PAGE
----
Abstract

By use of a blur-pseudostimulus technique and high-speed infrared optometric measurements, the singularity of blur as a stimulus to human accommodation was studied. Blur is not the sole stimulus; it is a necessary cue, but not a sufficient one. The accommodative system makes use of one or more available odd-error (error sign) cues, which are believed to supplement blur with requisite focusing information.

© 1974 Optical Society of America

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References

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  1. E. F. Fincham, Br. J. Ophthalmol. 35, 381 (1951).
  2. E. F. Fincham, Proc. Phys. Soc. Lond. 49, 456 (1937).
    [Crossref]
  3. L. Stark and Y. Takahashi, IEEE Trans. Bio.-Med. Eng. BME-12, 138 (1965).
    [Crossref]
  4. N. Roth, Rev. Sci. Instrum. 36, 1636 (1965).
    [Crossref] [PubMed]
  5. An even-error signal provides magnitude but no sign information about focusing errors. An odd-error signal does provide sign information.
  6. By the average absolute value of the response, we mean [∑1n|Rj(t) − R(0−)|]/n not [|∑1nRj(t)|]/n, where the Rj are the individual lens responses.
  7. K. Fujii, K. Kondo, and T. Kasai, Tech. Rep. Osaka Univ. 20, 925 (1970).
  8. W. D. O’Neill, C. K. Sanathanan, and J. S. Brodkey, IEEE Trans. Systems Science and Cybernetics SSC-5, 290 (1968).
  9. K. N. Ogle and J. R. Schwartz, J. Opt. Soc. Am. 49, 273 (1959).
    [Crossref] [PubMed]
  10. Individual variability in both need and efficacy of odd-error cues has been widely reported [E. F. Fincham, Br. J. Ophthalmol. 35, 381 (1951);Merrill J. Allen, Am. J. Opt. 32, 422 (1955); A. Troelstra, B. L. Zuber, D. Miller, and L. Stark, Vision Res. 4, 27 (1964); F. W. Campbell and G. Westheimer, J. Opt. Soc. Am. 49, 568 (1959)].
    [Crossref] [PubMed]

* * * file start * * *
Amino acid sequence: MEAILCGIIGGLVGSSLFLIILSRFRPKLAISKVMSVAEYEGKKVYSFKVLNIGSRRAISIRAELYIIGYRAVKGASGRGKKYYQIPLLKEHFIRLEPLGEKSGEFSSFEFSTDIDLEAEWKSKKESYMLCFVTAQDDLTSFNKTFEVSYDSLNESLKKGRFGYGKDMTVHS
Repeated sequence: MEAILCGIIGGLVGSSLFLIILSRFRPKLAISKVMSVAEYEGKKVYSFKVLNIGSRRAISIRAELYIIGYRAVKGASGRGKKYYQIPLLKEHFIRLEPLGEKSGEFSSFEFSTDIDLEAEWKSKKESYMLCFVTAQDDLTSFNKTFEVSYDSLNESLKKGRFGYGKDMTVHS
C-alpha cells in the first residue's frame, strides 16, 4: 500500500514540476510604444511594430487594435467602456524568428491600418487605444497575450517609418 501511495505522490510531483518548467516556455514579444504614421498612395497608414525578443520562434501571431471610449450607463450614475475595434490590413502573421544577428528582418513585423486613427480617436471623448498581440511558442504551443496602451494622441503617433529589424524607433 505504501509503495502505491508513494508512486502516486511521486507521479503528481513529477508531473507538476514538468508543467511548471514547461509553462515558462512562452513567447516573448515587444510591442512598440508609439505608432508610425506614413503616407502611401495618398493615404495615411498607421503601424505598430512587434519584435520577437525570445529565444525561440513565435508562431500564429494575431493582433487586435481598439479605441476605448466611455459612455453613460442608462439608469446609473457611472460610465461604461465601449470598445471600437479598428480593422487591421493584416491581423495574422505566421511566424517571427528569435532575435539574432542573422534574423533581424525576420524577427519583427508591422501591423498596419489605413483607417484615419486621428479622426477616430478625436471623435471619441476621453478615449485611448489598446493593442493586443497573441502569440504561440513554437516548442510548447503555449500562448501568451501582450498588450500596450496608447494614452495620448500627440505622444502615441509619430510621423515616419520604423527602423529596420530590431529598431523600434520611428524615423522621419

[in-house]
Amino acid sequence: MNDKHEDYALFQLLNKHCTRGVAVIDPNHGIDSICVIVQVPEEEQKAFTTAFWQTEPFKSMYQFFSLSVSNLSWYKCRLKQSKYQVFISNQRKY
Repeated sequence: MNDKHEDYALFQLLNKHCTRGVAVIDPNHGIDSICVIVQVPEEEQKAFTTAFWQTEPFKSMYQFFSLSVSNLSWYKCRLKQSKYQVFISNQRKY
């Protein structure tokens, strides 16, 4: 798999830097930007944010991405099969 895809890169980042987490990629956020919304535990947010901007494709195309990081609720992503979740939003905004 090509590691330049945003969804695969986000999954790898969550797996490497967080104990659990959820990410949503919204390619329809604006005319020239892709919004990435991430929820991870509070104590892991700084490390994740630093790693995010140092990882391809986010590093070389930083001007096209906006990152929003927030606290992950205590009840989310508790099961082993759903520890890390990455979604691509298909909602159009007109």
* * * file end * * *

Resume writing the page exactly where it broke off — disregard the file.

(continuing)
11. F. W. Campbell and G. Westheimer, J. Opt. Soc. Am. 49, 568 (1959).
    [Crossref] [PubMed]
  12. T. N. Cornsweet and H. D. Crane, (1972).
  13. A. Troelstra, B. L. Zuber, D. Miller, and L. Stark, Vision Res. 4, 27 (1964).
    [Crossref]

1970 (1)

K. Fujii, K. Kondo, and T. Kasai, Tech. Rep. Osaka Univ. 20, 925 (1970).

1968 (1)

W. D. O’Neill, C. K. Sanathanan, and J. S. Brodkey, IEEE Trans. Systems Science and Cybernetics SSC-5, 290 (1968).

1965 (2)

L. Stark and Y. Takahashi, IEEE Trans. Bio.-Med. Eng. BME-12, 138 (1965).
[Crossref]

N. Roth, Rev. Sci. Instrum. 36, 1636 (1965).
[Crossref] [PubMed]

1964 (1)

A. Troelstra, B. L. Zuber, D. Miller, and L. Stark, Vision Res. 4, 27 (1964).
[Crossref]

1959 (2)

1951 (2)

Individual variability in both need and efficacy of odd-error cues has been widely reported [E. F. Fincham, Br. J. Ophthalmol. 35, 381 (1951);Merrill J. Allen, Am. J. Opt. 32, 422 (1955); A. Troelstra, B. L. Zuber, D. Miller, and L. Stark, Vision Res. 4, 27 (1964); F. W. Campbell and G. Westheimer, J. Opt. Soc. Am. 49, 568 (1959)].
[Crossref] [PubMed]

E. F. Fincham, Br. J. Ophthalmol. 35, 381 (1951).

1937 (1)

E. F. Fincham, Proc. Phys. Soc. Lond. 49, 456 (1937).
[Crossref]

Brodkey, J. S.

W. D. O’Neill, C. K. Sanathanan, and J. S. Brodkey, IEEE Trans. Systems Science and Cybernetics SSC-5, 290 (1968).

Campbell, F. W.

Cornsweet, T. N.

T. N. Cornsweet and H. D. Crane, (1972).

Crane, H. D.

T. N. Cornsweet and H. D. Crane, (1972).

Fincham, E. F.

Individual variability in both need and efficacy of odd-error cues has been widely reported [E. F. Fincham, Br. J. Ophthalmol. 35, 381 (1951);Merrill J. Allen, Am. J. Opt. 32, 422 (1955); A. Troelstra, B. L. Zuber, D. Miller, and L. Stark, Vision Res. 4, 27 (1964); F. W. Campbell and G. Westheimer, J. Opt. Soc. Am. 49, 568 (1959)].
[Crossref] [PubMed]

E. F. Fincham, Br. J. Ophthalmol. 35, 381 (1951).

E. F. Fincham, Proc. Phys. Soc. Lond. 49, 456 (1937).
[Crossref]

Fujii, K.

K. Fujii, K. Kondo, and T. Kasai, Tech. Rep. Osaka Univ. 20, 925 (1970).

Kasai, T.

K. Fujii, K. Kondo, and T. Kasai, Tech. Rep. Osaka Univ. 20, 925 (1970).

Kondo, K.

K. Fujii, K. Kondo, and T. Kasai, Tech. Rep. Osaka Univ. 20, 925 (1970).

Miller, D.